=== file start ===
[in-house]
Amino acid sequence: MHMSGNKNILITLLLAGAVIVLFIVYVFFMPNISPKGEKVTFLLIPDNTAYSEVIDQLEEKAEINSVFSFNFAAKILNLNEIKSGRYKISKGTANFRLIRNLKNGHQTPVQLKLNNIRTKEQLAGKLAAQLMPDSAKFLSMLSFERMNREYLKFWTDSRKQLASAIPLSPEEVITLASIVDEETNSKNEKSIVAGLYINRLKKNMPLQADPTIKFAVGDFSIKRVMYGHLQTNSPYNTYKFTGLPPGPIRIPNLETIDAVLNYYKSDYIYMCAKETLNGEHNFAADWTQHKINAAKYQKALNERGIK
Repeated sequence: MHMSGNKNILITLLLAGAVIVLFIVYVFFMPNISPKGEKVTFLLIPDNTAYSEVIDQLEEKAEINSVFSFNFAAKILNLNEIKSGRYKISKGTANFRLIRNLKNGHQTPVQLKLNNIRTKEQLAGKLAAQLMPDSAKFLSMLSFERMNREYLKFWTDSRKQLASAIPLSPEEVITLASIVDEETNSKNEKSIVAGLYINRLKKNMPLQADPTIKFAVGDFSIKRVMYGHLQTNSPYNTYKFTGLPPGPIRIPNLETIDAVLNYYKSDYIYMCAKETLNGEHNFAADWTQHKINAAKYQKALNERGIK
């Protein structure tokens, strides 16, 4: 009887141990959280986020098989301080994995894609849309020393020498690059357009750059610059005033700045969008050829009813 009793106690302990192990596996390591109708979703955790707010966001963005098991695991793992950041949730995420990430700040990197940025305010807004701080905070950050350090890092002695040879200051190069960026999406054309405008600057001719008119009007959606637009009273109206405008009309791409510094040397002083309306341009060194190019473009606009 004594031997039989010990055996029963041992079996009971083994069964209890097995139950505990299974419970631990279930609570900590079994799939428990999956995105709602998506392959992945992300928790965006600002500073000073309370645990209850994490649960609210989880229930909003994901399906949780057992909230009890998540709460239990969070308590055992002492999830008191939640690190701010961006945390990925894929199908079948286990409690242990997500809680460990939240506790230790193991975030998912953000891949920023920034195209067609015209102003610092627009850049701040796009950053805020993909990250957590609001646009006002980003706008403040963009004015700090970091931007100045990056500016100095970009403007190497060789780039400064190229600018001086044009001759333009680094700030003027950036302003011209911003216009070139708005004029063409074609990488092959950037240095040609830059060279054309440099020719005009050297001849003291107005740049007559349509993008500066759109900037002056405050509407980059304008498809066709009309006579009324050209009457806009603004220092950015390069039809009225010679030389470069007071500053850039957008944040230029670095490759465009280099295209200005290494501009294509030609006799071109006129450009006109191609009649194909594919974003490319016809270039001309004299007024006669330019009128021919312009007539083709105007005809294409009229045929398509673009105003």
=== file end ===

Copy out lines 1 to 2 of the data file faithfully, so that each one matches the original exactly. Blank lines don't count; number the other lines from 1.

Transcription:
[in-house]
Amino acid sequence: MHMSGNKNILITLLLAGAVIVLFIVYVFFMPNISPKGEKVTFLLIPDNTAYSEVIDQLEEKAEINSVFSFNFAAKILNLNEIKSGRYKISKGTANFRLIRNLKNGHQTPVQLKLNNIRTKEQLAGKLAAQLMPDSAKFLSMLSFERMNREYLKFWTDSRKQLASAIPLSPEEVITLASIVDEETNSKNEKSIVAGLYINRLKKNMPLQADPTIKFAVGDFSIKRVMYGHLQTNSPYNTYKFTGLPPGPIRIPNLETIDAVLNYYKSDYIYMCAKETLNGEHNFAADWTQHKINAAKYQKALNERGIK